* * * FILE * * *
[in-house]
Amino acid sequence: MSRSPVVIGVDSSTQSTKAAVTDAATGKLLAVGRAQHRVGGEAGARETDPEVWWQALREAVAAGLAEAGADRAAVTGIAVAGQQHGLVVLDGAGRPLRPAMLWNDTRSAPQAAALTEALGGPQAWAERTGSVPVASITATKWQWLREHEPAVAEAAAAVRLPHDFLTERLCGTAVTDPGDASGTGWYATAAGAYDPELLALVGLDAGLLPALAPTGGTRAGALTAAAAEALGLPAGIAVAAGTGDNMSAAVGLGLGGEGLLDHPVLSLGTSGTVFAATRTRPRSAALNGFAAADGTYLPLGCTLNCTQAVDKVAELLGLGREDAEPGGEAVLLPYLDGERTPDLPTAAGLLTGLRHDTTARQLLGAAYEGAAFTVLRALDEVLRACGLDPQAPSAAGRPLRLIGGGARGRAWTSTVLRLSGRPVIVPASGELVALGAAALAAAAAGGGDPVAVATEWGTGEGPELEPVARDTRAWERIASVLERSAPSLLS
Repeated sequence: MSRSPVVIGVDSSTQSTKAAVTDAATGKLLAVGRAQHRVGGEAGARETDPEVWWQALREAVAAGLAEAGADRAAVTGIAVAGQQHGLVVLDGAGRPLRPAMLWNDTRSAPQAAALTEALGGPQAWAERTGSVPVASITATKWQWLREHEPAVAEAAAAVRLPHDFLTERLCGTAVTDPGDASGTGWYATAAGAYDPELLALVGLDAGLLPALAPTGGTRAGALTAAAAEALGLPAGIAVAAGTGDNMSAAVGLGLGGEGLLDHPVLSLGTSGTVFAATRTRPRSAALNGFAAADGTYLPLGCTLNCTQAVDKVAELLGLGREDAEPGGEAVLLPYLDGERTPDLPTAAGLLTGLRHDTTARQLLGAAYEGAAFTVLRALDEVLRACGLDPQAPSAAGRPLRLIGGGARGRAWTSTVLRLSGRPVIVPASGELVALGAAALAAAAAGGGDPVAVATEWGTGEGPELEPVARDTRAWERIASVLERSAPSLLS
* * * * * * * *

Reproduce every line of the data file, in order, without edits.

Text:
[in-house]
Amino acid sequence: MSRSPVVIGVDSSTQSTKAAVTDAATGKLLAVGRAQHRVGGEAGARETDPEVWWQALREAVAAGLAEAGADRAAVTGIAVAGQQHGLVVLDGAGRPLRPAMLWNDTRSAPQAAALTEALGGPQAWAERTGSVPVASITATKWQWLREHEPAVAEAAAAVRLPHDFLTERLCGTAVTDPGDASGTGWYATAAGAYDPELLALVGLDAGLLPALAPTGGTRAGALTAAAAEALGLPAGIAVAAGTGDNMSAAVGLGLGGEGLLDHPVLSLGTSGTVFAATRTRPRSAALNGFAAADGTYLPLGCTLNCTQAVDKVAELLGLGREDAEPGGEAVLLPYLDGERTPDLPTAAGLLTGLRHDTTARQLLGAAYEGAAFTVLRALDEVLRACGLDPQAPSAAGRPLRLIGGGARGRAWTSTVLRLSGRPVIVPASGELVALGAAALAAAAAGGGDPVAVATEWGTGEGPELEPVARDTRAWERIASVLERSAPSLLS
Repeated sequence: MSRSPVVIGVDSSTQSTKAAVTDAATGKLLAVGRAQHRVGGEAGARETDPEVWWQALREAVAAGLAEAGADRAAVTGIAVAGQQHGLVVLDGAGRPLRPAMLWNDTRSAPQAAALTEALGGPQAWAERTGSVPVASITATKWQWLREHEPAVAEAAAAVRLPHDFLTERLCGTAVTDPGDASGTGWYATAAGAYDPELLALVGLDAGLLPALAPTGGTRAGALTAAAAEALGLPAGIAVAAGTGDNMSAAVGLGLGGEGLLDHPVLSLGTSGTVFAATRTRPRSAALNGFAAADGTYLPLGCTLNCTQAVDKVAELLGLGREDAEPGGEAVLLPYLDGERTPDLPTAAGLLTGLRHDTTARQLLGAAYEGAAFTVLRALDEVLRACGLDPQAPSAAGRPLRLIGGGARGRAWTSTVLRLSGRPVIVPASGELVALGAAALAAAAAGGGDPVAVATEWGTGEGPELEPVARDTRAWERIASVLERSAPSLLS